But below the donuts, the poem seeks to make sense of tragedy (a theme this year, no?). The details we remember might seem trivial, but in a poet's hands, they become relatable. How many donuts have we eaten in our lifetime already? I've certainly had my share, and now I may never eat another without remembering these words or the image of dusty confections, trays of them, never delivered, utterly symbolic of the lives of men and women who perished, lives never fully lived. 

Apple Cider Donuts

Recipe adapted from Bon Appetit; Makes about 8 donuts, plus 12-16 donut holes

The original recipe makes 18 donuts, but I really don’t need that many at home, so I made a smaller batch. Also, it’s good to know in advance that these are a bit of a project. Don’t expect to wake up Wednesday morning and make donuts (well, unless you do everything in advance.) There are about 20-30 minutes when the cider needs to reduce on the stove, and the dough needs to chill for 3 hours before frying. 

Some ingredient notes: Apple cider is recommended, but I totally forgot to check at my farmers’ market and ended up grabbing a bottle of juice from the store. Oh, apple butter is a nice addition here, I used the Eden Foods brand.

1 3-inch cinnamon stick
1 1/2 cups apple cider or juice
1/4 cup apple butter
1/4 cup buttermilk
1 teaspoon vanilla extract
1 1/2 teaspoons baking powder
1/2 teaspoon sea salt
1/8 teaspoon baking soda
1/8 teaspoon ground nutmeg
1 3/4 cup all-purpose flour, plus more for dusting
2 teaspoons cinnamon, divided
3 tablespoons unsalted butter, room temperature
2 tablespoons (packed) light brown sugar
1/2 cup plus 2 tablespoons granulated sugar, divided
1 egg
Vegetable or canola oil, for frying (about 4 cups)

Bring cinnamon stick and cider to a boil in a small saucepan over medium-high heat. Cook until thick, syrupy, and reduced to about 2 tablespoons. Discard cinnamon stick, then scrape into a medium bowl and whisk in apple butter, buttermilk, and vanilla until smooth.

While the cider reduces, whisk baking powder, salt, baking soda, nutmeg, flour, and 1 teaspoon cinnamon in a medium bowl. In a stand mixer, beat butter, brown sugar, and 2 tablespoons granulated sugar until light and fluffy, about 4 minutes. Add egg, beating well. Reduce mixer speed to low and add dry ingredients in two additions, alternating with liquid ingredients. The dough will be very soft and sticky.

Line a baking sheet with parchment paper and dust generously with flour (at least 1/4 cup). Dust hands and top of dough with more flour, then gently pat dough to 3/4-inch thick. Dust with more flour and cover with plastic wrap; refrigerate 3 hours.

Whisk remaining 1/2 cup granulated sugar and 1 teaspoon cinnamon in a small bowl. 

Working on baking sheet, punch out as many rounds as you can using a 3-inch cutter, then punch out the center with a smaller cutter. Gather donut scraps and gently re-roll without overworking the dough. 

Set a wire rack on a rimmed baking sheet. Pour oil into a 4-quart dutch oven and heat to 350°. Working in batches, fry donuts until deep golden brown, about 3 minutes per side. Fry donut holes until deep golden brown, about 2 minutes per side. Transfer to the rack, then toss in cinnamon sugar before serving.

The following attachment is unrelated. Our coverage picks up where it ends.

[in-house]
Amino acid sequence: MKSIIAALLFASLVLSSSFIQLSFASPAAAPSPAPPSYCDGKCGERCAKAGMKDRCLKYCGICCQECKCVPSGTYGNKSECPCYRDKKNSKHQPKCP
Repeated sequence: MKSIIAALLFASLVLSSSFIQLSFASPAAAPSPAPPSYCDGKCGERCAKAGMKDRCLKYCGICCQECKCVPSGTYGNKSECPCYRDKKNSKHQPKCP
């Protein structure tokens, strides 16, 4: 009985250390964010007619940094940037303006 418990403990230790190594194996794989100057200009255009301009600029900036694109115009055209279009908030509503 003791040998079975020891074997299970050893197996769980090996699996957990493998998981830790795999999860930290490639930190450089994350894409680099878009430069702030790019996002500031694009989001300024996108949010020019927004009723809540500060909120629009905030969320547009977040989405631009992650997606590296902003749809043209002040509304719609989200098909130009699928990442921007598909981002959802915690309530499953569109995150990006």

Cinnamon Sticks
The Book of Donuts
Apple Cider Donuts from Eat This Poem

Notes from Northern Michigan

Lake Michigan Waves.jpg

In 2017 I traveled to Seattle, Brooklyn, Indianapolis, and a few spots around Southern California, and it was always an incredible treat to introduce Eat This Poem to new readers. But now I'm getting ready to hunker down for the holidays and spend the rest of the year at home. My very last stop was in Northern Michigan, specifically Harbor Springs and the surrounding area, where I spoke on two panels at the Harbor Springs Festival of the Book. I had a little time to explore while I was in town, and here are my favorite finds.

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Between the Covers. The local bookstore, complete with a small children's section in back.

Small Batch Bakery. I walked out with a giant chocolate cookie sprinkled with sea salt. Enough said.

American Spoon. This is the place for locally made jam. The tasting bar is a nice touch, so you can sample before you buy.

Pond Hill Farm. A few miles outside of town, this spot is fun for both kids and adults. The downstairs has a cute little shop, and the cafe is upstairs. Everyone told me to get the Parmesan-crusted grilled cheese and the spicy kale slaw with peanut sauce. You can also wander around and enjoy the views of vegetables.

The Depot. This converted train station is the fanciest restaurant in town, and it's also members only. I was lucky enough to be a guest my last night, and the local walleye with creamy risotto didn't disappoint. (Bonus: We ate inside the Hemingway Room, because he often came to town. You can also find his statues around the area.)

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Lunch at Pond Hill Farm, With a Side of Poetry.jpg


Dripworks Coffee. I ordered a turmeric tea latte and spent three hours here one afternoon. There are cozy booths (with outlets) and a great drink menu, for both tea and coffee lovers.

McLean & Eakin. Another charming bookstore, perfect for picking up a new read for the plane ride home.

Palette Bistro. I ate here for both lunch and brunch. It's simple, Mediterranean-inspired fare with a great view of the lake.